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Inside Washington (10/19/2010)

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* WASHINGTON (10/20/10)--The Federal Deposit Insurance Corp. (FDIC) is proposing a rule to govern implementation of specific provisions of its resolution authority for financial companies under Title II of the Dodd-Frank Wall Street Reform and Consumer Protection Act. The proposed rule describes how key elements of the FDIC’s authority will take effect to ensure the liquidation process for failing companies with the potential to cause “systemic” damage reflects the act’s mandate for transparency. Written comments and questions must be submitted to the FDIC no later than Nov. 18 … * WASHINGTON (10/20/10)--The Dodd-Frank Act has enabled the Federal Deposit Insurance Corp. (FDIC) to discard plans to impose an across-the-board premium increase in 2011. While Dodd-Frank aims for a stronger Deposit Insurance Fund (DIF), it also provides additional time for the FDIC to replenish reserves (American Banker Oct. 19). The FDIC had scheduled an increase of three cents per $100 of domestic deposits on top of the current rate of 12 cents to 16 cents paid by most banks. Dodd-Frank requires the FDIC to increase the DIF to 1.35% of deposits in 10 years. The FDIC’s proposed hike was designed to return the DIF to a ratio of 1.15% by 2016. The agency’s decision is part of a comprehensive plan for long-term DIF management that includes creating a reserve ratio of 2% by 2027 to enable the FDIC to survive the next crisis …

CUNA WOCCU meet with Fed on Dodd-Frank burdens

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WASHINGTON (10/20/10)--Representatives from the Credit Union National Association (CUNA) and the World Council of Credit Unions (WOCCU) recently met with the Federal Reserve to address credit union-specific issues regarding the remittance transfer provisions in the recently passed Dodd-Frank financial regulatory reform, such as WOCCU's IRnet remittances program, credit union international wire transfer and ACH operations, consumer protection, and credit union regulatory burden concerns. Portions of the Dodd-Frank legislation would require money transfer companies, banks, and credit unions that conduct what the law calls "remittance transfers" -- which are broadly defined by the law to include most consumer cross-border electronic fund transfers not involving plastic cards -- to provide consumers with certain disclosures regarding exchange rates and fees. The law also requires the Fed to establish regulations concerning error resolutions and similar consumer protections. Congress intended to exempt transactions that are initiated from deposit accounts at federally-insured credit unions from many aspects of these rules regarding disclosure of exact exchange rates, fees, and so forth for at least five years. International transfers in which recipient nations do not legally allow, or the method by which transfers are made in the recipient country do not allow, the amount of currency that will be received -- presumably including most, if not all, international wire transfers and ACH transactions -- would also likely be exempted to some degree. “How these exemptions operate in practice, however, will largely depend to the details of the proposed rule issued by the Fed,” CUNA Counsel for Special Projects Michael Edwards said. The Fed “is likely to issue these proposed regulations in mid- to late-spring of 2011,” Edwards added.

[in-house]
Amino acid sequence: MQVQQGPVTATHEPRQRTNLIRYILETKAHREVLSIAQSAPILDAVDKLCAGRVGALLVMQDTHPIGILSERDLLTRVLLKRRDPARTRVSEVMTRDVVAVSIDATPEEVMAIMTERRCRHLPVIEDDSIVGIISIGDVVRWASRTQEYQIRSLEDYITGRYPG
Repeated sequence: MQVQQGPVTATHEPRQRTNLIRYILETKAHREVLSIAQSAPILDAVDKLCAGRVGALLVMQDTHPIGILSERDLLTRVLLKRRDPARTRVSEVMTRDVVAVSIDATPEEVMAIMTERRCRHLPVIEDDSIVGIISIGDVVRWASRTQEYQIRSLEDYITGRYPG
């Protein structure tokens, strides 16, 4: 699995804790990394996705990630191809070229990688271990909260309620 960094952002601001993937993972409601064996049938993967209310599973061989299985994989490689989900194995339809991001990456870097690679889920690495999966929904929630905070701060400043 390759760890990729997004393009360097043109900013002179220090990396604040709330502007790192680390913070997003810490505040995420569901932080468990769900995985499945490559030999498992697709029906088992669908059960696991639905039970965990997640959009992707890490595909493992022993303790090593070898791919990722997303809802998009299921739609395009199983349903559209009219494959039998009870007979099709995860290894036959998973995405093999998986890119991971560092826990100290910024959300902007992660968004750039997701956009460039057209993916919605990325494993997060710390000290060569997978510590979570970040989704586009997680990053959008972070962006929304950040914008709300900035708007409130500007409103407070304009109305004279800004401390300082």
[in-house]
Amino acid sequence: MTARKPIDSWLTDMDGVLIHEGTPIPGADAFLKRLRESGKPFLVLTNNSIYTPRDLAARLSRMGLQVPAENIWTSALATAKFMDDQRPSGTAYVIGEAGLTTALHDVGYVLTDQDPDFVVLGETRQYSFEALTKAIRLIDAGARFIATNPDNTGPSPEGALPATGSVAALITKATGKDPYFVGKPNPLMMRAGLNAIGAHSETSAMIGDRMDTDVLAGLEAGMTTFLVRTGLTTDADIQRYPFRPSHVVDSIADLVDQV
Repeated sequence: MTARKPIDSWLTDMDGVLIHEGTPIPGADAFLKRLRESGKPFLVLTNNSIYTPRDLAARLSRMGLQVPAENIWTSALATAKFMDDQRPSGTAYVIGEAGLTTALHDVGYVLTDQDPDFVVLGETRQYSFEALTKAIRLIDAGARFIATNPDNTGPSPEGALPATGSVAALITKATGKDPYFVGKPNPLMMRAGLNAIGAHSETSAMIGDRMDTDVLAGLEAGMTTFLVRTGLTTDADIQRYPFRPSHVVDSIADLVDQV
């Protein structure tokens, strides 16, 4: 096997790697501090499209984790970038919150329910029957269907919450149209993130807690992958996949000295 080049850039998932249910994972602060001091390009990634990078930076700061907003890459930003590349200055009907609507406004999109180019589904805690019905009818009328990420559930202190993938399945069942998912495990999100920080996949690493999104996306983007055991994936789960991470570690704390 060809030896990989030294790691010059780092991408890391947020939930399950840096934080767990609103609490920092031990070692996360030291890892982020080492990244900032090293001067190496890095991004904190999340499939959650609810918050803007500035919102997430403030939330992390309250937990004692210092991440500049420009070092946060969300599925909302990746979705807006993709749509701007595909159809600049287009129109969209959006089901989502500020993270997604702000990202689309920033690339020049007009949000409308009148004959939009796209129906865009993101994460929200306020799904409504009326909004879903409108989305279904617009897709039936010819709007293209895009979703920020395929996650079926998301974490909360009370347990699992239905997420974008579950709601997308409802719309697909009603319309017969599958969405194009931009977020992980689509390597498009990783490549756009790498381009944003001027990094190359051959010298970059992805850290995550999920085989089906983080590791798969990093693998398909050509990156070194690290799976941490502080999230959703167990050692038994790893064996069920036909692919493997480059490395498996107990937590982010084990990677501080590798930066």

Fed issues CARD Act clarifications dates

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WASHINGTON (10/20/10)--Credit unions will want to note a proposal just issued by the Federal Reserve Board, one which is intended to help card issuers more fully understand their compliance obligations under changes to Regulation Z. The Credit Card Accountability Responsibility and Disclosure (CARD) Act, enacted in May 2009, made a series of changes to credit card rules, which were implemented under Reg Z Truth in Lending rules. This new Fed proposal is intended to clarify the Fed’s CARD Act rules. Specifically, the proposed clarifications state:
* Promotional programs that waive interest charges for a specified period of time are subject to the same protections as promotional programs that apply a reduced rate for a specified period. For example, a card issuer that offers to waive interest charges for six months would be prohibited from revoking the waiver and charging interest during the six-month period unless the account becomes more than 60 days delinquent. * Application and similar fees that a consumer is required to pay before a credit card account is opened are covered by the same limitations as fees charged during the first year after the account is opened. Because the total amount of these fees cannot exceed 25% of the account's initial credit limit, a card issuer that, for example, charges a $75 fee to apply for a credit card with a $400 credit limit generally would not be permitted to charge more than $25 in additional fees during the first year after account opening. * When evaluating a consumer's ability to make the required payments before opening a new credit card account or increasing the credit limit on an existing account, card issuers must consider information regarding the consumer's independent income, rather than his or her household income.
The Fed will be publishing its proposal (see resource link) in the Federal Register, likely within the next week. Comments on the proposal must be submitted within 60 days after its publication. The Fed on Tuesday also made official an interim final rule that pushed back the compliance date for gift card-related disclosure rules until Jan. 31, 2011. Those rules were previously slated to come into effect on Aug. 22. For that Fed release, use the resource link.